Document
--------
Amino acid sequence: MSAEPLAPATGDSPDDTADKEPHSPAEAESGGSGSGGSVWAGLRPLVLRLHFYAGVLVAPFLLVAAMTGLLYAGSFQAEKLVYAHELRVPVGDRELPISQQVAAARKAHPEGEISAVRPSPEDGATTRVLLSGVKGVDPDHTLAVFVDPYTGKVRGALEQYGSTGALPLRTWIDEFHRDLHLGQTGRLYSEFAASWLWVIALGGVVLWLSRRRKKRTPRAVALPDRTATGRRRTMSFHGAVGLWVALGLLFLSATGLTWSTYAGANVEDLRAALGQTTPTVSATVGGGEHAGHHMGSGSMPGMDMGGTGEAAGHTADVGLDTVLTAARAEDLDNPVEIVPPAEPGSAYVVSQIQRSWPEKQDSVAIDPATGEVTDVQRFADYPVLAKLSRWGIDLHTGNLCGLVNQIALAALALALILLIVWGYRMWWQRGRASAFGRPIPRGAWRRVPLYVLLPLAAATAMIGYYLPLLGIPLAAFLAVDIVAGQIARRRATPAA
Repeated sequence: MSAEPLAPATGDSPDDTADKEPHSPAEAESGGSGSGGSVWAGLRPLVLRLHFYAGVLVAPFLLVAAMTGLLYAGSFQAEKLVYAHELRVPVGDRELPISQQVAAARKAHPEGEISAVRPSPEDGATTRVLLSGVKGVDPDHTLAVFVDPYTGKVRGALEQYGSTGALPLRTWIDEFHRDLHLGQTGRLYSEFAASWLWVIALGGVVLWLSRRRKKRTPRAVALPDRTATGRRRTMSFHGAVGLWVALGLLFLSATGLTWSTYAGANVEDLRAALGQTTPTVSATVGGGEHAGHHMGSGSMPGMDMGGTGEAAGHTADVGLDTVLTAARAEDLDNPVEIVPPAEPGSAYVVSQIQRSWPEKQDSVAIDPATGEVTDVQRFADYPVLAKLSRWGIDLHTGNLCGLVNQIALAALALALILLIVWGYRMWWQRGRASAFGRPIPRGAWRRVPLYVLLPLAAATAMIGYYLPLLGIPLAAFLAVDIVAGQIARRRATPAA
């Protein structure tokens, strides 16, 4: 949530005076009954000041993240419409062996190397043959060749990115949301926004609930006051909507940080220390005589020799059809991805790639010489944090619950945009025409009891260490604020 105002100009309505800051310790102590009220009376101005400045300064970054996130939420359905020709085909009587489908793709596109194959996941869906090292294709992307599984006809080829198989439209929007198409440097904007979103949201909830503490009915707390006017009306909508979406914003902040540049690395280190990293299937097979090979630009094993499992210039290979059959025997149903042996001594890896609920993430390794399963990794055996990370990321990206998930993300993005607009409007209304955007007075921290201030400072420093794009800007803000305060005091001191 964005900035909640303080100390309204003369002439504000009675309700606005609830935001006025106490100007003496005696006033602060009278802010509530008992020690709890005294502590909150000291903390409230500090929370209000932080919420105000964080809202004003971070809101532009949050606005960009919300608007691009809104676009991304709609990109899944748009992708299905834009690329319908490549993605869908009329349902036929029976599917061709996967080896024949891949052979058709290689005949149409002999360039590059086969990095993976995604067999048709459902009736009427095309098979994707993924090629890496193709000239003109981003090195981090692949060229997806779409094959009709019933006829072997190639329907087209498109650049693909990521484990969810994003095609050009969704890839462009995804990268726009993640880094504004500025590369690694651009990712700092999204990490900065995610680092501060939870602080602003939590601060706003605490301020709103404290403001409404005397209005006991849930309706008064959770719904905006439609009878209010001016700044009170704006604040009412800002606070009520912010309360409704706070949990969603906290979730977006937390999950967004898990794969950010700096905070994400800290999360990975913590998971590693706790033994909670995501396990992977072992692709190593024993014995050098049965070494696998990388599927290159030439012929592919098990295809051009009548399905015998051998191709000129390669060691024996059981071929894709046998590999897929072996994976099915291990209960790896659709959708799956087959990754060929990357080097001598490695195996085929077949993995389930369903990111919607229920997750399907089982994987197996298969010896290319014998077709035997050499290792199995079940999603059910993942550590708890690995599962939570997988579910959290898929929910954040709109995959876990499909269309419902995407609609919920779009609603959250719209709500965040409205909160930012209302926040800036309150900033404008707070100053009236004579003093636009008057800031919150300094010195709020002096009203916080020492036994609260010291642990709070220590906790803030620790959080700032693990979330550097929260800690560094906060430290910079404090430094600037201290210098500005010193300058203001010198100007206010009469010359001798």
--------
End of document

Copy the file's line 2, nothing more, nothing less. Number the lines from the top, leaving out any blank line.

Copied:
Repeated sequence: MSAEPLAPATGDSPDDTADKEPHSPAEAESGGSGSGGSVWAGLRPLVLRLHFYAGVLVAPFLLVAAMTGLLYAGSFQAEKLVYAHELRVPVGDRELPISQQVAAARKAHPEGEISAVRPSPEDGATTRVLLSGVKGVDPDHTLAVFVDPYTGKVRGALEQYGSTGALPLRTWIDEFHRDLHLGQTGRLYSEFAASWLWVIALGGVVLWLSRRRKKRTPRAVALPDRTATGRRRTMSFHGAVGLWVALGLLFLSATGLTWSTYAGANVEDLRAALGQTTPTVSATVGGGEHAGHHMGSGSMPGMDMGGTGEAAGHTADVGLDTVLTAARAEDLDNPVEIVPPAEPGSAYVVSQIQRSWPEKQDSVAIDPATGEVTDVQRFADYPVLAKLSRWGIDLHTGNLCGLVNQIALAALALALILLIVWGYRMWWQRGRASAFGRPIPRGAWRRVPLYVLLPLAAATAMIGYYLPLLGIPLAAFLAVDIVAGQIARRRATPAA